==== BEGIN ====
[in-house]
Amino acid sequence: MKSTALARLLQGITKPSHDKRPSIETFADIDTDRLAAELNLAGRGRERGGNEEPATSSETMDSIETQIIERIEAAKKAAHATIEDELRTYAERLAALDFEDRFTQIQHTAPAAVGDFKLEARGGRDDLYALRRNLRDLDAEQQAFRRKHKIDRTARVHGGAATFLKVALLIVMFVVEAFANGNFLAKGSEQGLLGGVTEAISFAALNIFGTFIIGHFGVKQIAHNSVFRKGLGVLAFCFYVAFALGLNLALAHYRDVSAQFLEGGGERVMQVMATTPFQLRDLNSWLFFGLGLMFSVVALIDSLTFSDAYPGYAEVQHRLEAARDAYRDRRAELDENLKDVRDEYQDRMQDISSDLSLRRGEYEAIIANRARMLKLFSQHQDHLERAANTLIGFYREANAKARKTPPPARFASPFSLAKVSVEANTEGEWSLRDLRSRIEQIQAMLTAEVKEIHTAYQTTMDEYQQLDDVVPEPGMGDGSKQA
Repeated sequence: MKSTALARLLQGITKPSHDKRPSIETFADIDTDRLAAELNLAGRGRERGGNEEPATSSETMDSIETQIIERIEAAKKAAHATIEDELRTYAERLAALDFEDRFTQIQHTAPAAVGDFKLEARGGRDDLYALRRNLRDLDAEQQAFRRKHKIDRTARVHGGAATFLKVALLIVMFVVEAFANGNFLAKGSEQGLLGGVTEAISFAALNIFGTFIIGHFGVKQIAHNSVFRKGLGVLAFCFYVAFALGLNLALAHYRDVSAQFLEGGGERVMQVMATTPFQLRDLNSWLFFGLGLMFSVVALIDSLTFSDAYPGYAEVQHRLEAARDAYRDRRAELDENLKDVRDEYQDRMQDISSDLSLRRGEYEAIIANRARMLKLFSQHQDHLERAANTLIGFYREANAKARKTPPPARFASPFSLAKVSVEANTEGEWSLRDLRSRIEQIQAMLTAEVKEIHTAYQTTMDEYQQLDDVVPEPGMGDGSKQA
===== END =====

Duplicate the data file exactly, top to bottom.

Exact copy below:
[in-house]
Amino acid sequence: MKSTALARLLQGITKPSHDKRPSIETFADIDTDRLAAELNLAGRGRERGGNEEPATSSETMDSIETQIIERIEAAKKAAHATIEDELRTYAERLAALDFEDRFTQIQHTAPAAVGDFKLEARGGRDDLYALRRNLRDLDAEQQAFRRKHKIDRTARVHGGAATFLKVALLIVMFVVEAFANGNFLAKGSEQGLLGGVTEAISFAALNIFGTFIIGHFGVKQIAHNSVFRKGLGVLAFCFYVAFALGLNLALAHYRDVSAQFLEGGGERVMQVMATTPFQLRDLNSWLFFGLGLMFSVVALIDSLTFSDAYPGYAEVQHRLEAARDAYRDRRAELDENLKDVRDEYQDRMQDISSDLSLRRGEYEAIIANRARMLKLFSQHQDHLERAANTLIGFYREANAKARKTPPPARFASPFSLAKVSVEANTEGEWSLRDLRSRIEQIQAMLTAEVKEIHTAYQTTMDEYQQLDDVVPEPGMGDGSKQA
Repeated sequence: MKSTALARLLQGITKPSHDKRPSIETFADIDTDRLAAELNLAGRGRERGGNEEPATSSETMDSIETQIIERIEAAKKAAHATIEDELRTYAERLAALDFEDRFTQIQHTAPAAVGDFKLEARGGRDDLYALRRNLRDLDAEQQAFRRKHKIDRTARVHGGAATFLKVALLIVMFVVEAFANGNFLAKGSEQGLLGGVTEAISFAALNIFGTFIIGHFGVKQIAHNSVFRKGLGVLAFCFYVAFALGLNLALAHYRDVSAQFLEGGGERVMQVMATTPFQLRDLNSWLFFGLGLMFSVVALIDSLTFSDAYPGYAEVQHRLEAARDAYRDRRAELDENLKDVRDEYQDRMQDISSDLSLRRGEYEAIIANRARMLKLFSQHQDHLERAANTLIGFYREANAKARKTPPPARFASPFSLAKVSVEANTEGEWSLRDLRSRIEQIQAMLTAEVKEIHTAYQTTMDEYQQLDDVVPEPGMGDGSKQA